"Sit," Staven urged. His eyes were hazel, direct, and very intent. Valdir looked away, flushing.
"I don't mean to impose," he murmured, but Staven only waved a hand lazily.
"Believe it or not, I would be more than glad if you chose to partake," he drawled.
Valdir complied, shoveling food into his mouth with the desperate efficiency of the long-deprived. And it was good – bread fresh and hot from the oven, butter sweet and salted both, dried and pickled vegetables stewed with pork, rabbit pie, and miracle of miracles, a pocket pie thick and bursting with chopped fruit – fruit! In winter! He revised his estimation of Staven's fortunes several times higher.
"There's a mage in Wintersnest who grows fruit year-round," Staven explained, interpreting Vanyel's surprised look. "The innkeeper gets what he doesn't sell, for cheap. As I was the one who introduced the two, he saves me his spares."
Valdir chuckled appreciatively.
"Speaking of introductions," Staven continued dryly. "I don't believe I ever got your name...?"
"Valdir." Valdir downed a last mouthful of pie. "I'm Valdir. Nice to meet you."
"Hello, Valdir," Staven grinned. "Valdir. Sounds like a Valdemaran name."
Valdir nodded. "Valdemar born and bred, but I thought I might like to learn about Hardornen musical customs."
Staven's grin grew wider. "Most excellent!" he cried. "I have been looking into Valdemaran music myself!"
Valdir felt an answering grin bloom on his face. "I daresay we have a lot to learn from each other then!"
Staven reached over to clasp Valdir's forearm. "Done! In the meantime, let me put you in room and board – if anyone asks, just tell them to add it to Staven Frelennye's tab."
"Staven Frelennye?" Gaelle murmurs, one eyebrow raised. "Wasn't he some Valdemaran baron or something?"
"Yes," you reply irritably. You aren't quite sure why you picked that particular name in the first place; it's not – quite – obscure enough for your tastes.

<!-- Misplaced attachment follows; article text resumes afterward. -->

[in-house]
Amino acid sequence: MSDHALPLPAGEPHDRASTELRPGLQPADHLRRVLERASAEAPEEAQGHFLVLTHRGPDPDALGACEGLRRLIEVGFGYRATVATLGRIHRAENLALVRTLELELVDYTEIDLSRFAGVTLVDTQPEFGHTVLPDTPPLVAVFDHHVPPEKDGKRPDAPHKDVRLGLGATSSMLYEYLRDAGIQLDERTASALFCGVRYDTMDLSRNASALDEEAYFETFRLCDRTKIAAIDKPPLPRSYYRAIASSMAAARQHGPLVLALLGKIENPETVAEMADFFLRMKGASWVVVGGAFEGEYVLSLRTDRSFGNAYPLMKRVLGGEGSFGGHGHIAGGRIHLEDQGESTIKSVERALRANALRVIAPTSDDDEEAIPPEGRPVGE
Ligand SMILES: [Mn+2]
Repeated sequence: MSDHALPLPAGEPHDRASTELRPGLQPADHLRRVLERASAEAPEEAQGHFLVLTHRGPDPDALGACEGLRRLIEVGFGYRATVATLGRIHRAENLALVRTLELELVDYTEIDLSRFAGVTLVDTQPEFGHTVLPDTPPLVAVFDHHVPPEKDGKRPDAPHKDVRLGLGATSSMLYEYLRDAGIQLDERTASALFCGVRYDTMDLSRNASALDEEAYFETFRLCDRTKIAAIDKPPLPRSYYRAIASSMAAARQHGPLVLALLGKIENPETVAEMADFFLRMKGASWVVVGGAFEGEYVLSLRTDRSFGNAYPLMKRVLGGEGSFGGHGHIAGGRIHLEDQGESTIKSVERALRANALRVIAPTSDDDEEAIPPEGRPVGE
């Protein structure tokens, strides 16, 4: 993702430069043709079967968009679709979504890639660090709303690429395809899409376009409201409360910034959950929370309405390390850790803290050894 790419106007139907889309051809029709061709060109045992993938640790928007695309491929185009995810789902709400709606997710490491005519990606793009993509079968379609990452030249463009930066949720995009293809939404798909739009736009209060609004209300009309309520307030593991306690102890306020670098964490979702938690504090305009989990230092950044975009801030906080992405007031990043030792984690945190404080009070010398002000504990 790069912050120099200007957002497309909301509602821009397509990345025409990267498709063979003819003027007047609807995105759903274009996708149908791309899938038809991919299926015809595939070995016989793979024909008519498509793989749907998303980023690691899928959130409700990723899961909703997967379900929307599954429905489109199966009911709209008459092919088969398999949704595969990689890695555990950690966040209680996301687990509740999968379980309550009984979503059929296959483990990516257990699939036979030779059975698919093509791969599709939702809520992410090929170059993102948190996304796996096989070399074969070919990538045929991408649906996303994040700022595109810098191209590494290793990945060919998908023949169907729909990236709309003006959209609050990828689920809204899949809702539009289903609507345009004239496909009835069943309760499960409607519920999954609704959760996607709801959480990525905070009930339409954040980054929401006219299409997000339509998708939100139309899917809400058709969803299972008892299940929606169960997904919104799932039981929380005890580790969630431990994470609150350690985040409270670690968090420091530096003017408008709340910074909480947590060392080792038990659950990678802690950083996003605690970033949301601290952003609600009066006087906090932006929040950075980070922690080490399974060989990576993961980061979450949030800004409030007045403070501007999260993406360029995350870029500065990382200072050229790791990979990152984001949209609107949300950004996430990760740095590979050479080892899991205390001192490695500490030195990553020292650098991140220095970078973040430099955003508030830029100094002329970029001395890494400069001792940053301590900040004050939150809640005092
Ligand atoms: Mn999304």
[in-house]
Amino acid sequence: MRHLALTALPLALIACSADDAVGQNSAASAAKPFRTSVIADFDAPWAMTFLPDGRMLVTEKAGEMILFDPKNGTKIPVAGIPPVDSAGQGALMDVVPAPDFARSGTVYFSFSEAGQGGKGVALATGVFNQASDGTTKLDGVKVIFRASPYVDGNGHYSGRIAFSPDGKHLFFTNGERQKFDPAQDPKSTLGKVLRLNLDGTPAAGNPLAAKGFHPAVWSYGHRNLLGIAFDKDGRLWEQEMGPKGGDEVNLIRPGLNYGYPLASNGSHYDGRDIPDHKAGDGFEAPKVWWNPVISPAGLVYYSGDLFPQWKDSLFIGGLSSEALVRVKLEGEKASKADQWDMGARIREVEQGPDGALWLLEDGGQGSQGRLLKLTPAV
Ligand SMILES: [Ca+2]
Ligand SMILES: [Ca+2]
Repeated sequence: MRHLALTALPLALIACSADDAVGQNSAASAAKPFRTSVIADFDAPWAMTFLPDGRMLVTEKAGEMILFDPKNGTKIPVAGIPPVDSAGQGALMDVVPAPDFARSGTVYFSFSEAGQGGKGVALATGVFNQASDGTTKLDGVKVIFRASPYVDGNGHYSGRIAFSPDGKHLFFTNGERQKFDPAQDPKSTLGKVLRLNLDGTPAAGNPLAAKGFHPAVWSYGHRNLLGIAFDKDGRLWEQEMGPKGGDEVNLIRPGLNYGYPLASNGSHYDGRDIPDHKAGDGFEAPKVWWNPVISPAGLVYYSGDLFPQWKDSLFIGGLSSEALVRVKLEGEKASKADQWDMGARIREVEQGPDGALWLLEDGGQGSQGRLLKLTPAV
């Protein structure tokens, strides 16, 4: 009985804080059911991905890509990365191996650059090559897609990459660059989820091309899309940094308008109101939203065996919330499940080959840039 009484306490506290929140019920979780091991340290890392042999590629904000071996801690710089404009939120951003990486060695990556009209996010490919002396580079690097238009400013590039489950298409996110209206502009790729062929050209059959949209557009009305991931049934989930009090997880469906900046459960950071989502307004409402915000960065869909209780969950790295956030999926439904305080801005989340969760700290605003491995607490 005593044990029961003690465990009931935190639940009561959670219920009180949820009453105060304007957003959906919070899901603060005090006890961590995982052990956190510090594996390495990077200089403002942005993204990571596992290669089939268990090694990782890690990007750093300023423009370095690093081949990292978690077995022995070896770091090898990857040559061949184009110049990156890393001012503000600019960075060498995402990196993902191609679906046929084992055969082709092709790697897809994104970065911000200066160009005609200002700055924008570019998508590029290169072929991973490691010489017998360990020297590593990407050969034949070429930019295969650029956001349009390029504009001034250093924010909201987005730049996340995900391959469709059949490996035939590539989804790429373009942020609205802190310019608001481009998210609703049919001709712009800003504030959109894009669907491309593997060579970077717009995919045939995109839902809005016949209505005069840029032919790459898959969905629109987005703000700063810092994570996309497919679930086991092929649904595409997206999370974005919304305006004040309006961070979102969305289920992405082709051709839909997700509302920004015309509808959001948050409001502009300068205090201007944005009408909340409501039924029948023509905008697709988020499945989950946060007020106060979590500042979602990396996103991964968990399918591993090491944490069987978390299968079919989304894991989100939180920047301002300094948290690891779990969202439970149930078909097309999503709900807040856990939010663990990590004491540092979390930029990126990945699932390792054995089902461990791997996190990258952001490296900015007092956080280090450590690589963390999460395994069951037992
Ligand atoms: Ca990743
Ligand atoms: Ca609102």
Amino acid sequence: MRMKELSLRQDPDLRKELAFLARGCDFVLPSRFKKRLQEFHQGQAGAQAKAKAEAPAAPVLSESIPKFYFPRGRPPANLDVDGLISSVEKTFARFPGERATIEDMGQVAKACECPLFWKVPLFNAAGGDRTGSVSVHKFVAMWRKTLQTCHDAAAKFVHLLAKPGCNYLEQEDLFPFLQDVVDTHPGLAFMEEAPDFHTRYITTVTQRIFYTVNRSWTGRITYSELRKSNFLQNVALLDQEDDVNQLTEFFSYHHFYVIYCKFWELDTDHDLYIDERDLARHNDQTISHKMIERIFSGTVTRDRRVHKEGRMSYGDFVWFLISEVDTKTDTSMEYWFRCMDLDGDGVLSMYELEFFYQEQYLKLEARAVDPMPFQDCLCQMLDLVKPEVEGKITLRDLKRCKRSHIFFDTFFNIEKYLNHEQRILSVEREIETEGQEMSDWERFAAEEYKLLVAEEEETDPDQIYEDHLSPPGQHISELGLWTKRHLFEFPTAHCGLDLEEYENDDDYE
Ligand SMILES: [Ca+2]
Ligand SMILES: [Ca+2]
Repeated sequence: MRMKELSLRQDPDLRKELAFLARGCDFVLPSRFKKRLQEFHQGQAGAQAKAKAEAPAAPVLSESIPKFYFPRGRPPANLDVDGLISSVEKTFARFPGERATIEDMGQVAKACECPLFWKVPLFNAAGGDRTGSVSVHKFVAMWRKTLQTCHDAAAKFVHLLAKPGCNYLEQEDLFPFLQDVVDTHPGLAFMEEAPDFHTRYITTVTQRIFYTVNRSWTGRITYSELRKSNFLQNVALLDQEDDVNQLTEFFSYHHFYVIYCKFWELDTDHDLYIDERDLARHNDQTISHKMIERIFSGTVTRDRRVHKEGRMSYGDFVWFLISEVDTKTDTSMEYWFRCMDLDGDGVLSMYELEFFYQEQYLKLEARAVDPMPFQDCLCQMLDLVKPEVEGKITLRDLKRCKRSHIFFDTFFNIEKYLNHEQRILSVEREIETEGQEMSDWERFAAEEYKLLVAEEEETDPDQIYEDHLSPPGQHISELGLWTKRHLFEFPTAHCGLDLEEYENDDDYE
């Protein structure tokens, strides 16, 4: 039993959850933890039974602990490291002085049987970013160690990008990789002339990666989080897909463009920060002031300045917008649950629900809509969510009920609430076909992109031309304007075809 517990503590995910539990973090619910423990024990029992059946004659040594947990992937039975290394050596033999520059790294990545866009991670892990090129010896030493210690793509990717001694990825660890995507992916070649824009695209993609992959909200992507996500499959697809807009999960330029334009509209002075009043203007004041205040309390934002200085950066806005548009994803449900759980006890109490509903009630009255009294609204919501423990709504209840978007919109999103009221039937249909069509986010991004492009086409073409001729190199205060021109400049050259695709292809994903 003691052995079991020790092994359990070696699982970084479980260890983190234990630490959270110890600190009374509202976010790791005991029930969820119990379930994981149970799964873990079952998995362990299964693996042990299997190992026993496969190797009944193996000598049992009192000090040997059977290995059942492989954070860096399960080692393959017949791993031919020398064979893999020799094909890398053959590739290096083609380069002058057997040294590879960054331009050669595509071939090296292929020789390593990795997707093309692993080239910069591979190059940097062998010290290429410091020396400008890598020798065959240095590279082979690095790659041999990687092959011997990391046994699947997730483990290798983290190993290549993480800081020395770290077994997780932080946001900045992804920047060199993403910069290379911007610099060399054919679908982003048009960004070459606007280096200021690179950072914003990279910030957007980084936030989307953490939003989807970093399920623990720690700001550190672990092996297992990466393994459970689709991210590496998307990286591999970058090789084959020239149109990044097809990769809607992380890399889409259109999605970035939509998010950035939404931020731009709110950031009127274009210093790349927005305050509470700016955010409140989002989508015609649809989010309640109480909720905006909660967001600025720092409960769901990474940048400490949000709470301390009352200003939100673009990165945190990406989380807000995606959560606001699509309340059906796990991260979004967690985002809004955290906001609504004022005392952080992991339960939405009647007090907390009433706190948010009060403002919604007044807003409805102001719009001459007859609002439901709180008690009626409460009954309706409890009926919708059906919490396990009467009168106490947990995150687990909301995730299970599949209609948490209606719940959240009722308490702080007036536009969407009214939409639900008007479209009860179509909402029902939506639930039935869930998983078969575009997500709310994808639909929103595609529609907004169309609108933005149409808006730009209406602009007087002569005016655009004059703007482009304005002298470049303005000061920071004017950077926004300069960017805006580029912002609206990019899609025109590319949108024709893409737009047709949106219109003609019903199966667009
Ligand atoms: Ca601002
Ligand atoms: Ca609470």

Gaelle muses it over, spinning a knife over and over in her hands. The walls of this hidden room are pocked with knife-marks. The other three knives are embedded on a map pinned to the wall, in a tight circle over Sunhame. "Well, how did he react?"
"Definitely surprised," you reply. There had definitely been an element of shock in the Bard – Valdir's – face when you gave Staven's name. "He's familiar with old Valdemaran politics, at least."
"A Valdemaran Bard," Gaelle sighs. "Spies, the lot of them."
You think of the faint awe on Valdir's face when he saw your lute, the thin and faintly starved look about him. "He might not be a spy," you argue. "Maybe he's running from something. Maybe he needs our help."
Gaelle actually laughs. The sound is sharp and not even remotely friendly.
"I think he's fey," you continue stubbornly. "You know Northern prejudices. I wouldn't be surprised if he were fleeing persecution."
"Oh, Stef," Gaelle sighs. "I was not expecting you to fall for a pretty face."
That would be ridiculous. You know who holds your purse strings – and your loyalty. A pretty face is nothing in the face of everything that makes you Somebody.
"Keep an eye on him, then," you tell her curtly. "If you're right, then I want to know."
Gaelle's face softens. "You've come too far to give it all up, Stef."
That much is obvious, at least.